“I’m not talking about web-based; I’m talking about the telephone. Students would pick it up, and they would use the keypad on the phone to register for classes. So that was our segue before we went to the web-based registration; we actually did registration by telephone,” she said. “They would enter in a five-digit code for each class. Of course you can imagine how many times they mis-keyed.”
In 1999, the University of Nebraska at Kearney offered web access in order for students to register for classes, check holds, obtain grades and review degree audits.
“There were lots of hallmarks obviously in a career like that, and with the technology changing and changing responsibilities, there are a ton of important things that happen that you are a part of that are exciting for the campus,” Schipporeit said.
While working as the registrar at UNK, Schipporeit was an active member of Nebraska Association of Collegiate Registrars and Admissions Officers, Student Information Systems Users and AACRAO. She served as president for NACRAO and also served on the board of directors and various committees for AACRAO. She also was the editor and chapter author for various publications.
Through her involvement in AACRAO, she helped developed Registrar 101 and 201 workshops that she taught to registrar professionals across the country.
“(Registrar 101) was a two-day workshop. I offered that in Puerto Rico from California to Pennsylvania. It was something that we did on a regular basis. Typically there would be two to three of us that would present for two days. So I would find colleagues to present with me. We did that for 10 years,” she said.
Schipporeit was selected to participate in the first AACRO-sponsored trip to Australia where they visited various institutions on both coasts.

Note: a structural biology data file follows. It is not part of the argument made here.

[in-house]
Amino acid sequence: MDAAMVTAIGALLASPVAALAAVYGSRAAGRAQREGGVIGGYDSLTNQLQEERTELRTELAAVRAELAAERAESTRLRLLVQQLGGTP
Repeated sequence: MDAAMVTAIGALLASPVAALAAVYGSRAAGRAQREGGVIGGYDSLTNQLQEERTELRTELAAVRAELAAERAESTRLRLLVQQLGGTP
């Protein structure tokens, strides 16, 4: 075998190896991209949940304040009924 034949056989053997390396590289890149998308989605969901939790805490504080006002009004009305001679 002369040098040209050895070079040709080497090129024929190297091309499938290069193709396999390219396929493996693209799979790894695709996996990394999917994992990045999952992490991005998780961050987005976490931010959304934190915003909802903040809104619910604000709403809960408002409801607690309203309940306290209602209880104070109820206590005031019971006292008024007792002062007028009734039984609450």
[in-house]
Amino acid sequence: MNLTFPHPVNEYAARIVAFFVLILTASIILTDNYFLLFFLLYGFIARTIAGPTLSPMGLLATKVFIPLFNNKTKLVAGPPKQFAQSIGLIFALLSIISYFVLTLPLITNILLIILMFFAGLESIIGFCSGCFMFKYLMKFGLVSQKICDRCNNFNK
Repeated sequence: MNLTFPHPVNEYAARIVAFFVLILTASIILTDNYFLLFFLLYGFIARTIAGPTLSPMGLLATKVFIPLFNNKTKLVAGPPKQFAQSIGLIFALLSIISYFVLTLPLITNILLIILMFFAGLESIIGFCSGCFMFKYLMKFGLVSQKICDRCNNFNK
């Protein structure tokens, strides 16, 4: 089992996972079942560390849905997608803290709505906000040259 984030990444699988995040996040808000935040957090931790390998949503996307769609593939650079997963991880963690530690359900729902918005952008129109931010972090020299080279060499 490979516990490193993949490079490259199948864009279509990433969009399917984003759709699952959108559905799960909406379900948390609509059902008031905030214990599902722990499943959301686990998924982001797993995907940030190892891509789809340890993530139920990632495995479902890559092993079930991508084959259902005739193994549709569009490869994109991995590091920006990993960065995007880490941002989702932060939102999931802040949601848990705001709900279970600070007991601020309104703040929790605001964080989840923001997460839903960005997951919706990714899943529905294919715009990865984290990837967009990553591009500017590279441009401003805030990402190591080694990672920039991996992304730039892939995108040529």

“It was fun. The Australian government wanted to forge closer ties to the American educational system so that students and professors could work together or study abroad or do whatever. The Australian government went to AACRAO and said, ‘Let’s put together this tour.’ It was fantastic,” she said.
Schipporeit is now an honorary member of AACRAO. Since retiring, Schipporeit has been spending time with family, doing a little traveling and working on home projects.
Although retired, she hasn’t completely left the world of education behind. She has been working as a consultant for a startup software company called Stellic of San Francisco, which is creating software for a degree management system.
“It’s turned out to be really a blast. I talked to them about how to reach higher education institutions, what is important to a campus, to students, what the software should be doing in terms of offering new, innovative ideas instead of rehashing things that are already out there. They are young and excited and smart,” she said. “It really is a nice way to keep myself tied into the higher ed environment. It’s exciting what new things are happening. It just keeps changing.”